Reformers Of The Second Great Awakening

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During the Second Great Awakening, a mass revival of American society took place. Reformers of every kind emerged to ameliorate women’s rights, education and religious righteousness. At the forefront of the movement were the temperance reformers who fought for a change in alcoholism, and abolitionist who strived for the downfall of slavery.

Temperance reformers were mostly women and religious leaders. Lyman Beecher, a well known preacher and temperance leader during this time, talked about how intemperance was destroying our nation. He stated that intemperance was,”…continually transferring larger and larger bodies of men, from the class of contributors to the national income, to the class of worthless consumers...,” which meant that more men were taking away from the national then putting in. Some reformers even went as far as making illustrations showing how starting at a simple glass of this “demon rum” could lead to death or even suicide. Reformers such as Henry Clay Work wrote songs that at times placed a young daughter asking her father to come home to take care of their family. Women also played a very important role in the temperance movement by protesting to government to make alcohol illegal.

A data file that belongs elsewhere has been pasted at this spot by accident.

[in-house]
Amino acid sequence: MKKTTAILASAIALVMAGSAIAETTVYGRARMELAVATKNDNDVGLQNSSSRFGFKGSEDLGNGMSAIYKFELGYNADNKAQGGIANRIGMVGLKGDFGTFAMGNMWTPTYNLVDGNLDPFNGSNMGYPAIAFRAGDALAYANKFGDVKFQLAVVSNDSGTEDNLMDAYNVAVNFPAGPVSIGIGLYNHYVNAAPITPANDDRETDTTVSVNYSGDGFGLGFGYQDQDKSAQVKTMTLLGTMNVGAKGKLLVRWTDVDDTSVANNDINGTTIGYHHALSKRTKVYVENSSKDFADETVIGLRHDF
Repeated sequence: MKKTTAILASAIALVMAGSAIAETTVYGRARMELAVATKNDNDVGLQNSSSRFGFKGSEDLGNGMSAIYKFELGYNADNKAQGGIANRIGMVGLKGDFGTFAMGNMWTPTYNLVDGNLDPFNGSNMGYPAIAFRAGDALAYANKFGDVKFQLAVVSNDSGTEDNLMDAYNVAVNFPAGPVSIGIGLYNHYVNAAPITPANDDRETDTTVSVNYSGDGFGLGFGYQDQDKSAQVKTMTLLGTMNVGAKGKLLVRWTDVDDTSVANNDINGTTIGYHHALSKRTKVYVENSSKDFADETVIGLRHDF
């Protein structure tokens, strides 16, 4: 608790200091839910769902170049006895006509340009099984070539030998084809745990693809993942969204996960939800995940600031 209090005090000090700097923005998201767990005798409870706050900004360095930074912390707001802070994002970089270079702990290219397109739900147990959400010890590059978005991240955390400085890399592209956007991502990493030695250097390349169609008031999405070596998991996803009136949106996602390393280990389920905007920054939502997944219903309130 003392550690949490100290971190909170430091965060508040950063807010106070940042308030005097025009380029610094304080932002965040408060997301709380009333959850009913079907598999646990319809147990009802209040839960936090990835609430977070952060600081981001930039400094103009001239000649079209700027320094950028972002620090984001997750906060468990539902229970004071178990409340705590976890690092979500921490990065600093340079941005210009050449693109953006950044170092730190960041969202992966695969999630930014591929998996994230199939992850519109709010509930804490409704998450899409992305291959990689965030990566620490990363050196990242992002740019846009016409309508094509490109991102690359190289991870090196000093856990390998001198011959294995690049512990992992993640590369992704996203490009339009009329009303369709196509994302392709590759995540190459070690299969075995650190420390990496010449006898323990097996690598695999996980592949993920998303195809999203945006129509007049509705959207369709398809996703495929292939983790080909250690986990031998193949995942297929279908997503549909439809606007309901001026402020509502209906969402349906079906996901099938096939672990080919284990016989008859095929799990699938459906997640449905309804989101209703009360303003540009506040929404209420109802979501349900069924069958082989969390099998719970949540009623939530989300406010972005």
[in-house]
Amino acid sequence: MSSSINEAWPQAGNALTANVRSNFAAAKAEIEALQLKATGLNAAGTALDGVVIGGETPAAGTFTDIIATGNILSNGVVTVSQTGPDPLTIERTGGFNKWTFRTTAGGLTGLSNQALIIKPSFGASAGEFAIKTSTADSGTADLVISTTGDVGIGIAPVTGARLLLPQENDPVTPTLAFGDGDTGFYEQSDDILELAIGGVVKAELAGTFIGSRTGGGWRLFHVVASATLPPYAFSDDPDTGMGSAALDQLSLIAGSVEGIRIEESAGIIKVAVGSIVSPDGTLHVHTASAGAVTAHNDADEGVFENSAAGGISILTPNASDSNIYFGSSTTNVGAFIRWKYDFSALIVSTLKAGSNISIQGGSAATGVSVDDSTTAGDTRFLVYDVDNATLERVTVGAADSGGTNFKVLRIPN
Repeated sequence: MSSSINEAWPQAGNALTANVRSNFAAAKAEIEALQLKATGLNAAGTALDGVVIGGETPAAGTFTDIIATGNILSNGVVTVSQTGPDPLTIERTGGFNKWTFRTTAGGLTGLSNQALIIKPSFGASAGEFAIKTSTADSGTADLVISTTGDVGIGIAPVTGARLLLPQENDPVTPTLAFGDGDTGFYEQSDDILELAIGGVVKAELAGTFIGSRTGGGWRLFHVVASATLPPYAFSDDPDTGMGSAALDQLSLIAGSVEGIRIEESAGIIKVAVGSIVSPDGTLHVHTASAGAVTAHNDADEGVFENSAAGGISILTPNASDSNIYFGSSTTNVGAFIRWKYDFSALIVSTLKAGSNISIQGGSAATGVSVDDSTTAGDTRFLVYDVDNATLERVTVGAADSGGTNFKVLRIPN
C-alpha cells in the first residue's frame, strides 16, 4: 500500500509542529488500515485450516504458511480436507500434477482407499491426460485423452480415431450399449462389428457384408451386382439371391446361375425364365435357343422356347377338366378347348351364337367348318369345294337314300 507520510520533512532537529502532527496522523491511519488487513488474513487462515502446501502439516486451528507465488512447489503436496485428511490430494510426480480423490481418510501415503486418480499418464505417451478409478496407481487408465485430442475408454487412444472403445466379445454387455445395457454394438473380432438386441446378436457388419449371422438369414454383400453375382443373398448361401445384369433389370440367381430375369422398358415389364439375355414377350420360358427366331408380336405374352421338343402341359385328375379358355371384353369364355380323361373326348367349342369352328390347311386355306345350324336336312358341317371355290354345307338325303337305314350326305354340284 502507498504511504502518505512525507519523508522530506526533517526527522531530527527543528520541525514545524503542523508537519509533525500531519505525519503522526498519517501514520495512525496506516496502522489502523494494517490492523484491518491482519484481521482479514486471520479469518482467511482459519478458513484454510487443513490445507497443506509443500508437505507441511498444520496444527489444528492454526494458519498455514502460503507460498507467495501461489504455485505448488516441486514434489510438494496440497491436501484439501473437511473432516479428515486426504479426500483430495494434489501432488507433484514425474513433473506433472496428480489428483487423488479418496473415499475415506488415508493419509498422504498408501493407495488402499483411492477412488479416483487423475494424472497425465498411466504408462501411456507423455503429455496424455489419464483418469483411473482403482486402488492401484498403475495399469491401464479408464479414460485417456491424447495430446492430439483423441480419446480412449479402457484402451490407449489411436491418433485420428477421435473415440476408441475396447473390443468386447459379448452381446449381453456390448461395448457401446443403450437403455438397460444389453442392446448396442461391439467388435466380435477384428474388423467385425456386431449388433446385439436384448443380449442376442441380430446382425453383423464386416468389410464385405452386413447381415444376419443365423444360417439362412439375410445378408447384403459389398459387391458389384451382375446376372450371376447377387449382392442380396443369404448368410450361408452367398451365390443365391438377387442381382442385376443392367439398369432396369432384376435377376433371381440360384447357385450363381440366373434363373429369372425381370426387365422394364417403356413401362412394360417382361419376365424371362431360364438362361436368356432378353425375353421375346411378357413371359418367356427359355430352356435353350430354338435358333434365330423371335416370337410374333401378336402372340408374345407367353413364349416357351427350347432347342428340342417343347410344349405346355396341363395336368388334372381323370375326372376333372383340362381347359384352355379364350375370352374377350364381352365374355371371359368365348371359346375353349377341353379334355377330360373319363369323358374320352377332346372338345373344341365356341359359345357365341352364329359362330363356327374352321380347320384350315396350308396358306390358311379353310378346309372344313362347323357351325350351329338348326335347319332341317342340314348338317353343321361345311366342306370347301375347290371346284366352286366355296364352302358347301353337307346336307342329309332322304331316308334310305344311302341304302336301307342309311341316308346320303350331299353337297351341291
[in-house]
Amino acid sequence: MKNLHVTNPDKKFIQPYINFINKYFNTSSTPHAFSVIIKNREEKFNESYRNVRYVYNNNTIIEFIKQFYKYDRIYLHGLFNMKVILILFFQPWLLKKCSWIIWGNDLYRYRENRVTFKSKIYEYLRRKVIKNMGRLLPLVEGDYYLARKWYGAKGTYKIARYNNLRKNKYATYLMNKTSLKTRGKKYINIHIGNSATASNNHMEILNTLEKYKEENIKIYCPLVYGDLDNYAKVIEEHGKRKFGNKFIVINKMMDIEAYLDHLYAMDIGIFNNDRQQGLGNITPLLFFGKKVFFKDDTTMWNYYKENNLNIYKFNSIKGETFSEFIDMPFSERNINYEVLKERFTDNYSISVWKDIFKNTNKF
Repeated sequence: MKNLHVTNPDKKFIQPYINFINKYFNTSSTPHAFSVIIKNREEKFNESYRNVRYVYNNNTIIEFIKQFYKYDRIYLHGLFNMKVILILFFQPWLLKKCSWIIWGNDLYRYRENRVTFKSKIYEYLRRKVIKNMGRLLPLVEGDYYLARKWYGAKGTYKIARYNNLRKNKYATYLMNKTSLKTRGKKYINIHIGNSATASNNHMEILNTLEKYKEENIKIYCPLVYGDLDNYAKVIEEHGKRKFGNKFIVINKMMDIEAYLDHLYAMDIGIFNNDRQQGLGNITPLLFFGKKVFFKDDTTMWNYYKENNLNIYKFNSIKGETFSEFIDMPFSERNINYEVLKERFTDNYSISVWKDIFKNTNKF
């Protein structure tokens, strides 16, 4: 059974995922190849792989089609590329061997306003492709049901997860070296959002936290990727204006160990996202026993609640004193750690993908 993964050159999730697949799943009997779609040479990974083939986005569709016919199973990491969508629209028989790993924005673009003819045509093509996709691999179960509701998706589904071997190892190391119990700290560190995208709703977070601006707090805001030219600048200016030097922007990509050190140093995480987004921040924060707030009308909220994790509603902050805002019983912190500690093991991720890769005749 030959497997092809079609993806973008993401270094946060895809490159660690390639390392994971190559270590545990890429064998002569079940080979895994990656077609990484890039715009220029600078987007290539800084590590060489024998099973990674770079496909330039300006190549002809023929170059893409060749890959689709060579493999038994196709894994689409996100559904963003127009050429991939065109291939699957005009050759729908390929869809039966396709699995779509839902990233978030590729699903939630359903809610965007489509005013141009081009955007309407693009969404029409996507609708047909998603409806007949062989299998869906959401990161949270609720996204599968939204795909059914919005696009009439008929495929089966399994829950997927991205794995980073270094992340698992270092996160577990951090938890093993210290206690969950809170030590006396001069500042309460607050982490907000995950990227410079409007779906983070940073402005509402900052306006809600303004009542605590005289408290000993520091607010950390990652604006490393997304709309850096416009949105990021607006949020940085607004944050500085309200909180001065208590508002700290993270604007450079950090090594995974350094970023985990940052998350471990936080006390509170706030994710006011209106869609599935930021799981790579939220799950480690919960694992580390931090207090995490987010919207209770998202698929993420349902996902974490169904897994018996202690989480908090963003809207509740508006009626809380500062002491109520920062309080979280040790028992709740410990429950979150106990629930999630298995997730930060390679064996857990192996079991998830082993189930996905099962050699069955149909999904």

The Abolition movement pushed for the country to realize the cruelties of slavery. Harriet Tubman, an escaped runaway slave, helped over 300 African Americans get freedom. Many people published books and reports on slavery. They showed Americans, as well as a world the harshness of slavery. Some abolitionist held posts on Underground Railroad to help free slaves and even helped them hide at times.

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